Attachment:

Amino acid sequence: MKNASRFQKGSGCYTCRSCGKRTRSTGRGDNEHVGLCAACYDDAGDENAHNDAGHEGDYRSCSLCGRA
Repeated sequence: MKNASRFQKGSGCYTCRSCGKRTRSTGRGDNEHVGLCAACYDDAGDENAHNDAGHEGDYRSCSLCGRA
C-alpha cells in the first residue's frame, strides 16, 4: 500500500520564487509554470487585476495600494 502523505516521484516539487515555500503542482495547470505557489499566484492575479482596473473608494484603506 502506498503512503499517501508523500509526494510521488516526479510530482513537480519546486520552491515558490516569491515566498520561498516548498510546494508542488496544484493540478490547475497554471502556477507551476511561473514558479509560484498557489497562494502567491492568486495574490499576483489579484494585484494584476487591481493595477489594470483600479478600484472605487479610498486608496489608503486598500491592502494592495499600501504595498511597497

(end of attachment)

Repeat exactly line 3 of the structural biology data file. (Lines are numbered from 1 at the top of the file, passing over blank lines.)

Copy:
C-alpha cells in the first residue's frame, strides 16, 4: 500500500520564487509554470487585476495600494 502523505516521484516539487515555500503542482495547470505557489499566484492575479482596473473608494484603506 502506498503512503499517501508523500509526494510521488516526479510530482513537480519546486520552491515558490516569491515566498520561498516548498510546494508542488496544484493540478490547475497554471502556477507551476511561473514558479509560484498557489497562494502567491492568486495574490499576483489579484494585484494584476487591481493595477489594470483600479478600484472605487479610498486608496489608503486598500491592502494592495499600501504595498511597497